Automation will annihilate up to 800 million jobs by 2023 – so predicts a McKinsey Global Institute study.1
Since the dawn of The Machine, humans have feared The Takeover. We have fretted and postulated that we will meet our demise by the cold, mechanical hand of The Robot and the superior, but potentially malevolent artificial intelligence (AI) that powers it.
Some fear a complete eradication of the human race via machines; others predict a type of sweeping human enslavement. And many - though they may not entertain total takeover possibility - foresee grand scale, machine-induced job loss.
But this isn’t a sleek, new 21st-century concern. With the advent of the first assembly line in Henry Ford’s 1913 factories, humans have lamented the jobs and skills lost to automation. And as technology progresses, so do our apprehensions over The Computer’s impact on our lives and livelihoods.
Dawn of the Digital Demise?
Just go online. A report suggests “that for 60% of existing US jobs, 30% or more of current work activities can be automated with available or announced technologies.”2 Headlines warn: Experts Says Automation Could Replace 40% of Jobs in 15 Years, 40% of Jobs Will Be Lost to AI, and Millions of Jobs Have Been Lost to Automation.
So. Are we automating ourselves out of work? Will we program mass unemployment with each computer we program to do a human’s job?
Well, at least not in the fast-food industry, according to an article in Entrepreneur. Though across the country, human-less kiosks have replaced front-counter order takers in quick-service restaurants, and many delivery and takeout orders are placed via digital apps, industry leaders insist jobs will not be lost. Shockingly, they claim automation will create more.
They’ll Be Back
Panera Bread introduced a massive kiosk and mobile takeover in all its 2,000 stores in 2014. Yet, employees can be found scurrying food to tables, wiping down and cleaning up furnishings and equipment, popping orders into “to-go” shelves, and of course, preparing the food.
Panera’s president, Blaine Hurst, declares, “In the early transition, we pretty dramatically increased the staff hours in the café.” Today the restaurant employs more employees on average than their non-digitized competitors.
How can this be? Because computers speed the ordering process. More orders can come in more quickly. More orders mean higher volumes of food prep, quality control, table service, and delivery needs. It means the establishment needs more employees.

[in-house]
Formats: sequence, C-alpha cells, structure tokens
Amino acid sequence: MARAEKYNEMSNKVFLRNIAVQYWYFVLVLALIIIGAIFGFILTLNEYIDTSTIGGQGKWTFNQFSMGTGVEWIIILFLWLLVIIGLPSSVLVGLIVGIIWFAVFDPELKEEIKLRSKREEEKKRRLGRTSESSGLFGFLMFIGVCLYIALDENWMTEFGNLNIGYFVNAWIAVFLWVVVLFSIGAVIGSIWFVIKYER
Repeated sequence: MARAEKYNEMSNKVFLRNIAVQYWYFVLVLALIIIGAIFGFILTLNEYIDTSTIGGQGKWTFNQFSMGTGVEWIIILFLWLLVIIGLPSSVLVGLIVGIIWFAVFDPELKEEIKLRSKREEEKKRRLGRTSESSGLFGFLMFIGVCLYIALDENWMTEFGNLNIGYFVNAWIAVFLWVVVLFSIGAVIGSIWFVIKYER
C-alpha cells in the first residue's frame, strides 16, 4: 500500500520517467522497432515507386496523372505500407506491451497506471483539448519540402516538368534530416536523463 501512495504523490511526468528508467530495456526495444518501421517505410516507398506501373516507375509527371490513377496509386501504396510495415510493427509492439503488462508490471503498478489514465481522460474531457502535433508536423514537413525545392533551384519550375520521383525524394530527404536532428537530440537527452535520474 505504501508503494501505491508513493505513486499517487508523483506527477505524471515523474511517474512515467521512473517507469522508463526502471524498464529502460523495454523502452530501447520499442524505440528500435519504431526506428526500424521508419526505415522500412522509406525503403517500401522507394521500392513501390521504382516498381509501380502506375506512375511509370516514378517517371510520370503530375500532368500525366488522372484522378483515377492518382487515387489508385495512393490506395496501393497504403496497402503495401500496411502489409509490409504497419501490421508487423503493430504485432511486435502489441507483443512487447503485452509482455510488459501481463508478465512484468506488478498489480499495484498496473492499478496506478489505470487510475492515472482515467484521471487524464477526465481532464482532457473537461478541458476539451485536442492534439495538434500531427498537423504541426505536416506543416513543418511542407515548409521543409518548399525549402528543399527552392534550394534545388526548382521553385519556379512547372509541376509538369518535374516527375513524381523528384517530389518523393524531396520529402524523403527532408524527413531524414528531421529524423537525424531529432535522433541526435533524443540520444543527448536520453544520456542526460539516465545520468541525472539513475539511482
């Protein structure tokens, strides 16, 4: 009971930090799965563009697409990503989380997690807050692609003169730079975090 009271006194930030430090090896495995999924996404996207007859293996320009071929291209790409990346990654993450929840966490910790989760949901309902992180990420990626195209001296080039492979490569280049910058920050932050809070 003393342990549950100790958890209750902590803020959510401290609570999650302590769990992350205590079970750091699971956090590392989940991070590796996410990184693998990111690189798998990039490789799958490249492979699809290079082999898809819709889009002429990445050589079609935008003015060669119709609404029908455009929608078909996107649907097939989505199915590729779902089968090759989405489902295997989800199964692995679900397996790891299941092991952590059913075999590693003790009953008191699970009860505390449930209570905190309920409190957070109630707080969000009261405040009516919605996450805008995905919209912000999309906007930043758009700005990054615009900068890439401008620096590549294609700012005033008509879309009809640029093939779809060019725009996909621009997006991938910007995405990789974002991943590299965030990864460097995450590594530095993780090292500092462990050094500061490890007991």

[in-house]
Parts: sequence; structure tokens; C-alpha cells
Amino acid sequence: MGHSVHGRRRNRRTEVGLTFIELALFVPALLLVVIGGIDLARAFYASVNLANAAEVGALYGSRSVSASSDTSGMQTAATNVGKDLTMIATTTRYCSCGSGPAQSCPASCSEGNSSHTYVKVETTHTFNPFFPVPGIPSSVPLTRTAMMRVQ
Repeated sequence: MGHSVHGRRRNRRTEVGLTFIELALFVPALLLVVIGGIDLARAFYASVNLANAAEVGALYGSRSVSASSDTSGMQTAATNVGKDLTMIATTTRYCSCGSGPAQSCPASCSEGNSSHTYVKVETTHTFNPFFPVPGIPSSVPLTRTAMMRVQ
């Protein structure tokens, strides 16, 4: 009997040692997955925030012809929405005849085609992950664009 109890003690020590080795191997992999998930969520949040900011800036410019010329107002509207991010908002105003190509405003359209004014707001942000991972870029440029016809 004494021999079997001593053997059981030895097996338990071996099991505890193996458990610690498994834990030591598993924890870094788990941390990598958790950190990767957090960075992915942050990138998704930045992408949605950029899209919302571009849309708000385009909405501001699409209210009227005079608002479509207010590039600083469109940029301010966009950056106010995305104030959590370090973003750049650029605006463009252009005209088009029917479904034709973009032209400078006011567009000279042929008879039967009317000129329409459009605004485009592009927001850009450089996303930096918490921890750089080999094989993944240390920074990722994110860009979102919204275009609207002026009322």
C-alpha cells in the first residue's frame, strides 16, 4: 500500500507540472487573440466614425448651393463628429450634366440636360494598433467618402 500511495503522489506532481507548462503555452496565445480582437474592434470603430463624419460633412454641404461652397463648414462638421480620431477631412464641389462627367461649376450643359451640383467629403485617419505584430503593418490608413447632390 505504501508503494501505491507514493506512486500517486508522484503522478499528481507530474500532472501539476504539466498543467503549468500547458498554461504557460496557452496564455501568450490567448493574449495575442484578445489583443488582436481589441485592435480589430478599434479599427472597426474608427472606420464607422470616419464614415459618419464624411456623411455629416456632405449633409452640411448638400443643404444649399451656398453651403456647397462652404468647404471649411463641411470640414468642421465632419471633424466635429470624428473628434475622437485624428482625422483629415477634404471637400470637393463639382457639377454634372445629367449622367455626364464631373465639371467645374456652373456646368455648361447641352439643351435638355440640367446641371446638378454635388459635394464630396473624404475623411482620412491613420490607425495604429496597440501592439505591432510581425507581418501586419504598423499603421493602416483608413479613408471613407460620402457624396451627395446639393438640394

McDonald’s locations that have added order kiosks are also seeing the same order escalation and subsequent staff increase. Starbucks, Shake-Shack, Burger King, and KFC also see a similar digital design.
However, the restaurant industry is currently in the throes of a significant labor shortage. The economy is booming, people are eating out more frequently, and employees are becoming more selective and transient in their commitments.
If fast-food establishments find themselves in need of workers or extra funds for training, they can order up the Work Opportunity Tax Credit (WOTC) for some help.
This federal tax incentive program delivers up to $9,600 in tax credits to a business for each new employee who qualifies as defined within 14 target groups. The target groups offer a potentially untapped labor pool that the company may not have considered.
Many states also present additional tax-saving opportunities with “piggyback” credits. These may be applied for at the same time as the WOTC as they use overlapping qualifiers to obtain state tax credits. And still, other states provide other training program assistance and incentives.
Live Long and Prosper
The WOTC, and any potential state incentives, present enticing recipes for savings, talent acquisition, and training costs offset - all to help power their business in the age of automation and digitalization.
If restaurants want to take advantage of the WOTC’s many benefits, they should consider partnering with a tax professional to ensure they capture all potential credits.
- Jobs lost, jobs gained: What the future of work will mean for skills, [sic] and wages, 2019
- How Many of Your Daily Tasks Could Be Automated?, Harvard Business Review, 2015